Rise of Bank Competition: Evidence from Banking Deregulation in China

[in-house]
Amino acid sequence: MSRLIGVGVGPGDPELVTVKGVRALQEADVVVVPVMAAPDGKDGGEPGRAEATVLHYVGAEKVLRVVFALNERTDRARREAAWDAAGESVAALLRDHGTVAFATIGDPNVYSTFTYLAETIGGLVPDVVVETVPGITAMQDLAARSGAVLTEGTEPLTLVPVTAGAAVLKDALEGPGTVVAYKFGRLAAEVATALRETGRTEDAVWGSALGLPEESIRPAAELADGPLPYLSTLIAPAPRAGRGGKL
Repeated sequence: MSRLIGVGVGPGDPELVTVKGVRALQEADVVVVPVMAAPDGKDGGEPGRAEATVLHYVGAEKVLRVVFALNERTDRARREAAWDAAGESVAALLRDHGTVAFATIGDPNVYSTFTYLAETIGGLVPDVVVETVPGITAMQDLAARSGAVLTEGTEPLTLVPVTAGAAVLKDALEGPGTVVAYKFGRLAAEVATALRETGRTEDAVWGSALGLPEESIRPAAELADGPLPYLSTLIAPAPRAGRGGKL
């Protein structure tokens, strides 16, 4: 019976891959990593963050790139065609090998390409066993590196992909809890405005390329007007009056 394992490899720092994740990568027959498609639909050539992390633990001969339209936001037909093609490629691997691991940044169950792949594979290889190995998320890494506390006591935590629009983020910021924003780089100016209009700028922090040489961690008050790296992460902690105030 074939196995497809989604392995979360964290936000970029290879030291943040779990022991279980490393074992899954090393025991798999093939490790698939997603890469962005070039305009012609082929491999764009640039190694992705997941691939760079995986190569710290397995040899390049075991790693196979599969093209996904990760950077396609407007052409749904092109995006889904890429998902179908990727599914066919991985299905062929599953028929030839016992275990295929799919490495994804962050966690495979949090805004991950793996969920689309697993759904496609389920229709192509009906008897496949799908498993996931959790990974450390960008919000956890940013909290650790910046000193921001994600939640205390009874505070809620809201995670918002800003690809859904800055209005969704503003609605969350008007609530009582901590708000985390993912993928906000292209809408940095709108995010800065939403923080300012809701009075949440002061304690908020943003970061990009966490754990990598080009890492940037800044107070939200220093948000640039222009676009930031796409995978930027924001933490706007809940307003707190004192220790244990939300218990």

Using proprietary individual level loan data, this paper explores the economic consequences of the 2009 bank entry deregulation in China. Such deregulation leads to higher screening standards, lower interest rates, and lower delinquency rates for corporate loans from entrant banks. Consequently, in deregulated cities, private firms with bank credit access increase asset investments, employment, net income, and ROA. In contrast, the performance of state-owned enterprises (SOEs) does not improve following deregulation. Deregulation also amplifies bank credit from productive private firms to inefficient SOEs due mainly to SOEs’ soft budget constraints. This adverse effect accounts for 0.31% annual GDP losses.